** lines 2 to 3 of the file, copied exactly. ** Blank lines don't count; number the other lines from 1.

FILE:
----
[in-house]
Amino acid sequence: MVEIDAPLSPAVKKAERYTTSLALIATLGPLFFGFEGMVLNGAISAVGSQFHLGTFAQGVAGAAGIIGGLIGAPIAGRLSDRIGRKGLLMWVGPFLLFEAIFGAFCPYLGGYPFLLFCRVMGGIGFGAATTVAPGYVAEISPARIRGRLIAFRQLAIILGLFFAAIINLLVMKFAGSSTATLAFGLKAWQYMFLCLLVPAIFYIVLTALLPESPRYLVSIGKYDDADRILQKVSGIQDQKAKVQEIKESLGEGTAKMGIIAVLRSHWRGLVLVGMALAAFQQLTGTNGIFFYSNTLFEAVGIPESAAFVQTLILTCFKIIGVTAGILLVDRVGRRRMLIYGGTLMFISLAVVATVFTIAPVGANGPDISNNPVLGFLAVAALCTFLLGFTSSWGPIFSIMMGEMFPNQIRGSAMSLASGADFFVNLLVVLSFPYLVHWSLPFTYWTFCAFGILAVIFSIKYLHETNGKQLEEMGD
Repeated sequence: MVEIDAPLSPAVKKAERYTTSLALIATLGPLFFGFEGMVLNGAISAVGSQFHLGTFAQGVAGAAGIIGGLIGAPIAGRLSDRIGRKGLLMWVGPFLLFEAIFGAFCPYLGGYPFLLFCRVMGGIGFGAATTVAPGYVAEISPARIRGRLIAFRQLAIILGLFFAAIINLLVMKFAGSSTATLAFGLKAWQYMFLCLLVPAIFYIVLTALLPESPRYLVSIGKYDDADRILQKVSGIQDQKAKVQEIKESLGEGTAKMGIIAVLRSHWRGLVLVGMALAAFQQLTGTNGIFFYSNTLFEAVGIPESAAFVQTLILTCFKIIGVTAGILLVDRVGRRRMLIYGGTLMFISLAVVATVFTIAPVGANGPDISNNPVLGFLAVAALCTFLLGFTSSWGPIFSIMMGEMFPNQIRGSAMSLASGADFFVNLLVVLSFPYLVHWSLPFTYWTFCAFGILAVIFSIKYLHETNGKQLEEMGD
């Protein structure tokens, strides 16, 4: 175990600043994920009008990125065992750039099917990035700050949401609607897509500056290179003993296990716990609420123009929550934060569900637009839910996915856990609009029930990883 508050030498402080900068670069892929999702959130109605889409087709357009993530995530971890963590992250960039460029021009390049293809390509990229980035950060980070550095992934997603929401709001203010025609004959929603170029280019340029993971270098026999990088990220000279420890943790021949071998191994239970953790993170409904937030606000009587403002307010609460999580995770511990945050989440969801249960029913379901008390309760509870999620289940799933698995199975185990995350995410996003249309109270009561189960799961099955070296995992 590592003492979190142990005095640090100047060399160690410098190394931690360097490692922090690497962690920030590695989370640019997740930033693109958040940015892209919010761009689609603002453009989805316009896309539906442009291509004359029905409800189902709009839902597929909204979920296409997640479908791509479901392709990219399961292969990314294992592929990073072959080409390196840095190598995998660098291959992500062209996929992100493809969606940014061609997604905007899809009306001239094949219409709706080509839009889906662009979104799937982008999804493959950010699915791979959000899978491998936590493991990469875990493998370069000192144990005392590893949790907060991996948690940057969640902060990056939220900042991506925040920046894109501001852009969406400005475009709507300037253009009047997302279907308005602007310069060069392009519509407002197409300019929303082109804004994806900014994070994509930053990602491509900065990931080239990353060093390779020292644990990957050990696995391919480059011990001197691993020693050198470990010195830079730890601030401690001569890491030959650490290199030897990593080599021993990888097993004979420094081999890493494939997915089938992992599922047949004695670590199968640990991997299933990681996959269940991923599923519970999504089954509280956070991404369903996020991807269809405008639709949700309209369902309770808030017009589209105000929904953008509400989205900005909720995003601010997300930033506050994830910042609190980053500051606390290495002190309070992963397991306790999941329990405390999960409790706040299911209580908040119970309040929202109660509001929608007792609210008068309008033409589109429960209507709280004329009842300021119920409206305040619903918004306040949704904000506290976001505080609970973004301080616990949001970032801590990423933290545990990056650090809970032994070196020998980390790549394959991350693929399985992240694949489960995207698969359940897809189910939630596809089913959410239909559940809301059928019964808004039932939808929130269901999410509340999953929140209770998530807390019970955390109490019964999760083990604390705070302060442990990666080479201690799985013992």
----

Amino acid sequence: MVEIDAPLSPAVKKAERYTTSLALIATLGPLFFGFEGMVLNGAISAVGSQFHLGTFAQGVAGAAGIIGGLIGAPIAGRLSDRIGRKGLLMWVGPFLLFEAIFGAFCPYLGGYPFLLFCRVMGGIGFGAATTVAPGYVAEISPARIRGRLIAFRQLAIILGLFFAAIINLLVMKFAGSSTATLAFGLKAWQYMFLCLLVPAIFYIVLTALLPESPRYLVSIGKYDDADRILQKVSGIQDQKAKVQEIKESLGEGTAKMGIIAVLRSHWRGLVLVGMALAAFQQLTGTNGIFFYSNTLFEAVGIPESAAFVQTLILTCFKIIGVTAGILLVDRVGRRRMLIYGGTLMFISLAVVATVFTIAPVGANGPDISNNPVLGFLAVAALCTFLLGFTSSWGPIFSIMMGEMFPNQIRGSAMSLASGADFFVNLLVVLSFPYLVHWSLPFTYWTFCAFGILAVIFSIKYLHETNGKQLEEMGD
Repeated sequence: MVEIDAPLSPAVKKAERYTTSLALIATLGPLFFGFEGMVLNGAISAVGSQFHLGTFAQGVAGAAGIIGGLIGAPIAGRLSDRIGRKGLLMWVGPFLLFEAIFGAFCPYLGGYPFLLFCRVMGGIGFGAATTVAPGYVAEISPARIRGRLIAFRQLAIILGLFFAAIINLLVMKFAGSSTATLAFGLKAWQYMFLCLLVPAIFYIVLTALLPESPRYLVSIGKYDDADRILQKVSGIQDQKAKVQEIKESLGEGTAKMGIIAVLRSHWRGLVLVGMALAAFQQLTGTNGIFFYSNTLFEAVGIPESAAFVQTLILTCFKIIGVTAGILLVDRVGRRRMLIYGGTLMFISLAVVATVFTIAPVGANGPDISNNPVLGFLAVAALCTFLLGFTSSWGPIFSIMMGEMFPNQIRGSAMSLASGADFFVNLLVVLSFPYLVHWSLPFTYWTFCAFGILAVIFSIKYLHETNGKQLEEMGD